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China is next to battle port congestion


COVID-19’s effects have rippled its way to China ports

The pandemic’s knee-jerk reactions now include getting in line to get out. One of the world’s busiest ports just imposed a reservation procedure for cargoes to exit. With both European and American ports suffering extreme congestion, is China joining the spectacle?

Lethal combination of Suez Canal and COVID-19
Major ports are suffering congestion as cargoes jostle to meet delivery deadlines from the Egypt disaster. The pandemic also caused Yantian Port in China to implement stricter outbreak control measures after detecting infections among port staff. It sanctioned all cargoes to make reservations to leave the port; in the name of enhancing its testing programme for imports. That is a direct message to the industry to expect more delays from congestion.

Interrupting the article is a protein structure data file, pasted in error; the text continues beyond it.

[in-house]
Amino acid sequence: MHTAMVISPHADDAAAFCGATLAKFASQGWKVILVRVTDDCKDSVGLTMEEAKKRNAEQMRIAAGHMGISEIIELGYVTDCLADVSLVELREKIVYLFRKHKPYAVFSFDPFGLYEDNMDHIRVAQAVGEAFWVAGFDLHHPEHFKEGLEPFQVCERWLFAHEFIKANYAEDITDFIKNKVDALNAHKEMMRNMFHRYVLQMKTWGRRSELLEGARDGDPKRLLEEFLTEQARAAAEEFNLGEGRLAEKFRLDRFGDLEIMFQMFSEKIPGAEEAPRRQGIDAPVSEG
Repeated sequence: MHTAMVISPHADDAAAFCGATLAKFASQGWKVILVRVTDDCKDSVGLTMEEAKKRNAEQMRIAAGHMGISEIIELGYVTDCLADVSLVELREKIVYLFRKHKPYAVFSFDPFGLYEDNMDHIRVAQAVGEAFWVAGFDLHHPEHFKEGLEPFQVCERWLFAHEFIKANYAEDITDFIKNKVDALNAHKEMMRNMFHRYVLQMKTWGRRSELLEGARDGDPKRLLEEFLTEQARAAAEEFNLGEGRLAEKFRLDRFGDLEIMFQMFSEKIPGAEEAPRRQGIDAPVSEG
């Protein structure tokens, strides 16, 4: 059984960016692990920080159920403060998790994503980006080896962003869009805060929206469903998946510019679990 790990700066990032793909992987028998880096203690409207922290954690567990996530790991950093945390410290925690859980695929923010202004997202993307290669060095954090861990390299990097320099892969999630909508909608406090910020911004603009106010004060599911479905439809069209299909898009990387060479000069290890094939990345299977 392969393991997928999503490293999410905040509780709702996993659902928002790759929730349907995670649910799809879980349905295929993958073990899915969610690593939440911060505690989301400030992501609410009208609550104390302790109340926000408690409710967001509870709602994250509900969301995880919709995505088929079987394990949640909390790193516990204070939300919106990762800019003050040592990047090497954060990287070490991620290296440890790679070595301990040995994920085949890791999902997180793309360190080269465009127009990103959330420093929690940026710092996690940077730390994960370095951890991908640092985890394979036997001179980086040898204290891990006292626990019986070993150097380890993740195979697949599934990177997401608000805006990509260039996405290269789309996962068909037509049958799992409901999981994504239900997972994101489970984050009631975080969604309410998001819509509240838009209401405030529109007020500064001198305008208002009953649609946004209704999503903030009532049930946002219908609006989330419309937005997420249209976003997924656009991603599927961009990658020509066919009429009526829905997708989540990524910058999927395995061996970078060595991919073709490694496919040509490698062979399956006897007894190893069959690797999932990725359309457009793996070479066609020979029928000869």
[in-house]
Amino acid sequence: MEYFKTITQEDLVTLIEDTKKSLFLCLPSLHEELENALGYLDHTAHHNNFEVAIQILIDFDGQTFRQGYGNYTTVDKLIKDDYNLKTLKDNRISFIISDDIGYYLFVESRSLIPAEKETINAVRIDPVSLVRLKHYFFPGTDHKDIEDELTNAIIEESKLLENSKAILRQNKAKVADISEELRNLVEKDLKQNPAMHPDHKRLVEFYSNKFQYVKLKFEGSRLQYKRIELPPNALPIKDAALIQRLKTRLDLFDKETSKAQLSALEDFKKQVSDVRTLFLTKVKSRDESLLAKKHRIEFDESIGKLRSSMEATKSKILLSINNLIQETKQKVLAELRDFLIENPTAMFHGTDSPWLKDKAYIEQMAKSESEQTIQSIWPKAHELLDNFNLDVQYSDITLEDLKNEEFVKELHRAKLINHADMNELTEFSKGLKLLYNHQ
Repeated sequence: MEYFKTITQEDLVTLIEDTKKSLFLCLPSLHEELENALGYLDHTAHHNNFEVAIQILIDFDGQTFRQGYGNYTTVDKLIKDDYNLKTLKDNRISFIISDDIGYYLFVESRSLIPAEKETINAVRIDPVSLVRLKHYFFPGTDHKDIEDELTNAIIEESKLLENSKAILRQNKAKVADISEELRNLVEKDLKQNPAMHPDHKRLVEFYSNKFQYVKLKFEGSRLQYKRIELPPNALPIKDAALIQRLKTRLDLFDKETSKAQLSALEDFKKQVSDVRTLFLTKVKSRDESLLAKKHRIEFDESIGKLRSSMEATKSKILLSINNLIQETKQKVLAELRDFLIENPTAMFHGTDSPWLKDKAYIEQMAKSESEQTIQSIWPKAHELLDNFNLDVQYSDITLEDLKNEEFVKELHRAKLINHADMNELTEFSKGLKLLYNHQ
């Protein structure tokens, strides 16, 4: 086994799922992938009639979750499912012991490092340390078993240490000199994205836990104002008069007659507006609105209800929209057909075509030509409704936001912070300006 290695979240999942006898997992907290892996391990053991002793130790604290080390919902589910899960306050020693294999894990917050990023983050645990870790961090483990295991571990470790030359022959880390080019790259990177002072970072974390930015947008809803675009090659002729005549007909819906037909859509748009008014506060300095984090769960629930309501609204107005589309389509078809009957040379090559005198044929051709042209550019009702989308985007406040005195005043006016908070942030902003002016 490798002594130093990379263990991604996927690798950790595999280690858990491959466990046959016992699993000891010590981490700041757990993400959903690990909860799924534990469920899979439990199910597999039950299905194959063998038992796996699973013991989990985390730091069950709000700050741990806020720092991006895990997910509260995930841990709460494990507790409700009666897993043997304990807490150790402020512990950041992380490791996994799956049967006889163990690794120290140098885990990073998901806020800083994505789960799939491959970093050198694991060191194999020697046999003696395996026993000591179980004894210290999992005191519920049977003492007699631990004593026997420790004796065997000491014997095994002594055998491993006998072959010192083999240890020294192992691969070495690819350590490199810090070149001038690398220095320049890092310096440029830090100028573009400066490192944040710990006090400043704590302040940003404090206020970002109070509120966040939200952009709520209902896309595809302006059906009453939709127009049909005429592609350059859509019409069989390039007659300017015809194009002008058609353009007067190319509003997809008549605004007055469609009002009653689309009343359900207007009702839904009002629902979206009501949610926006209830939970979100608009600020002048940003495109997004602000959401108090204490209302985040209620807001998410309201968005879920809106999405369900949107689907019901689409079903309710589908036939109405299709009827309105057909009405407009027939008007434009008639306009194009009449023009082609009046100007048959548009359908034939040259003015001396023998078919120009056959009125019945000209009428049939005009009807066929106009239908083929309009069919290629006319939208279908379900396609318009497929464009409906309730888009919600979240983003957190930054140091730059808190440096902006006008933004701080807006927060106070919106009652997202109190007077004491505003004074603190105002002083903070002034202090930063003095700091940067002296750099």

Yantian Port announced a temporarily pause in receiving cargoes for export till 30 May 2021 through WeChat. China’s media confirmed Yantian Port closed partially after detecting infections among port staff. Yantian Port’s reputation as one of the world’s busiest is backed by Shenzhen Transportation Bureau’s figures. It revealed Yantian has a cargo throughput of 13.34 million TEU in 2020. The city’s government website showed the port handles a weekly average of 100 vessels.

Naturally, the first to suffer the effects would be shipping heavyweights. AP Moller-Maersk A/S reported shipping delays from Yantian’s closure. This is enough to exert additional pressure to inflated (shipping) costs of China’s exports. From a macro perspective, the chaos in Europe and United States is likely to happen in China as well. Yan Tian Port Holding Company’s shares plummeted by 1.8 per cent from the closure. Yantian district will also be conducting a mass testing for the population.

With Yantian temporarily down, shipowners and operators would need to divert to other ports, essentially replaying what happened at the Suez Canal during the blockage. Marine Online has an extensive network of collaborating ports in China within ships’ and operators’ reach when the need arises.

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